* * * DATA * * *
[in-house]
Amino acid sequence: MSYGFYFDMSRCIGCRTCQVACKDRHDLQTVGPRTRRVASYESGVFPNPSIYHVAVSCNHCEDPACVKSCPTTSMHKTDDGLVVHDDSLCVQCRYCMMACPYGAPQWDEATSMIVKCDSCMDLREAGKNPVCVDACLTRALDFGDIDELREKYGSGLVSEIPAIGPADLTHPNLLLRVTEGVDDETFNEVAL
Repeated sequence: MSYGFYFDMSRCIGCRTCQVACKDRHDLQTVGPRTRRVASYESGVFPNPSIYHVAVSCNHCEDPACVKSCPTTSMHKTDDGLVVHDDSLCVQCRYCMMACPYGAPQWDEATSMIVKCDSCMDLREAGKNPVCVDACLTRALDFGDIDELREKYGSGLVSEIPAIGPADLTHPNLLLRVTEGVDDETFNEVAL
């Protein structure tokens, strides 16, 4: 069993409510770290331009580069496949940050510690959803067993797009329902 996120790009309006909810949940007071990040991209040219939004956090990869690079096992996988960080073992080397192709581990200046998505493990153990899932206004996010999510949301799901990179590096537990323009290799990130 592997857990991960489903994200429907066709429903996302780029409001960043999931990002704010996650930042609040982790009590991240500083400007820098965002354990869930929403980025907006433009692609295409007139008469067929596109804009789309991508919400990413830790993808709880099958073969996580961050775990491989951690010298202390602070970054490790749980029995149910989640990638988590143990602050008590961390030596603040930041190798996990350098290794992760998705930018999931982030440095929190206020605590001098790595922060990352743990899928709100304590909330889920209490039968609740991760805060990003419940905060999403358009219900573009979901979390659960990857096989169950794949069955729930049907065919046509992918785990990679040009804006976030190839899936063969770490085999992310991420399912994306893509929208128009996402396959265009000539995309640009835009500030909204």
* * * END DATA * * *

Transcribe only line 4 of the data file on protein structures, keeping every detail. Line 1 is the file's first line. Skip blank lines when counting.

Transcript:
């Protein structure tokens, strides 16, 4: 069993409510770290331009580069496949940050510690959803067993797009329902 996120790009309006909810949940007071990040991209040219939004956090990869690079096992996988960080073992080397192709581990200046998505493990153990899932206004996010999510949301799901990179590096537990323009290799990130 592997857990991960489903994200429907066709429903996302780029409001960043999931990002704010996650930042609040982790009590991240500083400007820098965002354990869930929403980025907006433009692609295409007139008469067929596109804009789309991508919400990413830790993808709880099958073969996580961050775990491989951690010298202390602070970054490790749980029995149910989640990638988590143990602050008590961390030596603040930041190798996990350098290794992760998705930018999931982030440095929190206020605590001098790595922060990352743990899928709100304590909330889920209490039968609740991760805060990003419940905060999403358009219900573009979901979390659960990857096989169950794949069955729930049907065919046509992918785990990679040009804006976030190839899936063969770490085999992310991420399912994306893509929208128009996402396959265009000539995309640009835009500030909204």